D&D General 5e but fewer rules and lower HP totals?

overgeeked

B/X Known World
You could also do combat as a group skill check with attack rolls and/or spells. On an individual failure that PC takes so many dice of damage, on a natural 1 they're knocked out and maybe start making death saves. A group failure everyone takes so many dice of damage and loses so many resources. That would sure speed things up. You're removing all those pointless filler combats. Hmm. I like it. I'll have to work on that some.
 

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Sure... it's evolved over years from "popcorn clustered" to a more mutable system or set of systems...

Dynamic Initiative
Dynamic initiative acknowledges that there are degrees of combat scenes, and they are served by different approaches to initiative.

Snap Scenes: When there’s just a few monsters of the same type, like a quick guard scene, it can be resolved with the active/leading player rolling initiative against a DC of 10 + the monster’s DEX. PC wins? They go first. PC loses? Monsters go first. Sometimes, the combat can even be resolved simply as “resolve the PC’s action" without this initiative roll.

Typical Scenes: For most combat encounters, initiative is not rolled and the round begins with whoever triggered the scene (if in doubt, have one PC roll versus one monster to determine who goes first). When that character finishes their turn, they choose the next creature/group to act, and so on. The last person to act in the current round decides who starts the new round – but they can't pick themselves. HOWEVER, a creature/PC that hasn’t taken a turn yet this round may interrupt the order if it took damage or if it spends Inspiration or a Legendary Resistance (or similar resource).
Side note: In dungeon exploration, maintaining initiative order throughout (so it doesn't always start with same person, but either with where you left off) can be a way to deal with one recurring instigator player stealing spotlight. It's an option if you need it.

Climax Scenes: For climactic / set-piece / boss encounters, everyone rolls initiative as per RAW. If the PCs are not surprised, the players may have about one minute to make their plan of attack. During initiative, players who have consecutive turns with no monsters in between them may act in any order they wish, including overlapping their turns.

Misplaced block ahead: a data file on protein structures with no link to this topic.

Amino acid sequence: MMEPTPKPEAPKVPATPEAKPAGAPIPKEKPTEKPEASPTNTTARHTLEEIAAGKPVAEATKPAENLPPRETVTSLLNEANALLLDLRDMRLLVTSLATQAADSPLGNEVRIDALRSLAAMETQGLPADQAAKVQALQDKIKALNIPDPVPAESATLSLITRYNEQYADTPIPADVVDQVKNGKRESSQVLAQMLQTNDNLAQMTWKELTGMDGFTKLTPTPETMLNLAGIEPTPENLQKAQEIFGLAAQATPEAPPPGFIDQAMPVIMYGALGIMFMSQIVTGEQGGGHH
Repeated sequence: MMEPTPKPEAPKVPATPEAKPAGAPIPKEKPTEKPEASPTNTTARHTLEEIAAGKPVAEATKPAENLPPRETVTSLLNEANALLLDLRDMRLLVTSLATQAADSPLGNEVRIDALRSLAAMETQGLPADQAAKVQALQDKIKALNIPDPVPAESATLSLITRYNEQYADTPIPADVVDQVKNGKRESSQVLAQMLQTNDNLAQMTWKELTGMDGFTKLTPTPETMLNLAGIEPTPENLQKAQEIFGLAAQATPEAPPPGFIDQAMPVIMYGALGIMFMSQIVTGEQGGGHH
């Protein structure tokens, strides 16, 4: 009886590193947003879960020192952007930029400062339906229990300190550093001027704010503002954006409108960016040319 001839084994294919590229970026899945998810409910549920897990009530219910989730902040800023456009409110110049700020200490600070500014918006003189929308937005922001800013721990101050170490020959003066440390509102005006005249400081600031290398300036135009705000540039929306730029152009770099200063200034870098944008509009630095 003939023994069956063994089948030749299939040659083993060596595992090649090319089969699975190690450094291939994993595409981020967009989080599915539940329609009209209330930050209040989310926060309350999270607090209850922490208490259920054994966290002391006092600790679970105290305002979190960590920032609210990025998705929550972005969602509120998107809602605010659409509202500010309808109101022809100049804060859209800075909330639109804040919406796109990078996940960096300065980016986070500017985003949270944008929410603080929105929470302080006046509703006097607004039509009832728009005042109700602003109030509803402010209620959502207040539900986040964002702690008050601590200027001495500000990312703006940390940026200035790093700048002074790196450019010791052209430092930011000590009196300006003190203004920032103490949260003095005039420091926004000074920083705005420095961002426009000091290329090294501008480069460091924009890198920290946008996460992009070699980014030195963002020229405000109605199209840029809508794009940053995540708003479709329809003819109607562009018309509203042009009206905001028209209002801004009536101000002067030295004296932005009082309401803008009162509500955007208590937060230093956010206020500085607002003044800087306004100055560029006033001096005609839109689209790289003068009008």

Side note: I've been doing this a while as "clustered initiative." For point of reference, I believe this is how BG3's initiative works.
Stealing that last one, thanks!
 

mellored

Legend
I would give more temporary hit points but this sounds fun, imma try it, thanks.
If you assume 17AC has a 50% chance to hit, and adding 17 THP is roughly double your HP, then it mostly balances out.

Advantage and disadvantages still basically work too.

Obviously it would be better to rebalance everything, and a few things like crit range don't work well (not that anyone played a champion) , but it works reasonably well without any other changes.
 

ezo

Where is that Singe?
If I was going to simplify things, I would remove the to-hit and damage save rolls. Make everything HP.

You take 1d20+weapon+Str damage.
Or 1d20+6d8 fireball damage.
AC is now temporary hit points at the start of each battle (per level).

Still need saves for Charm and such. But that would speed things up.
A friend of mine posted a thread awhile back about removing the attack rolls and just rolling damage. Hits are so common making the attack roll almost becomes pointless.
 

Distracted DM

Distracted DM
Supporter
Sure... it's evolved over years from "popcorn clustered" to a more mutable system or set of systems...

Dynamic Initiative
Dynamic initiative acknowledges that there are degrees of combat scenes, and they are served by different approaches to initiative.

Snap Scenes: When there’s just a few monsters of the same type, like a quick guard scene, it can be resolved with the active/leading player rolling initiative against a DC of 10 + the monster’s DEX. PC wins? They go first. PC loses? Monsters go first. Sometimes, the combat can even be resolved simply as “resolve the PC’s action" without this initiative roll.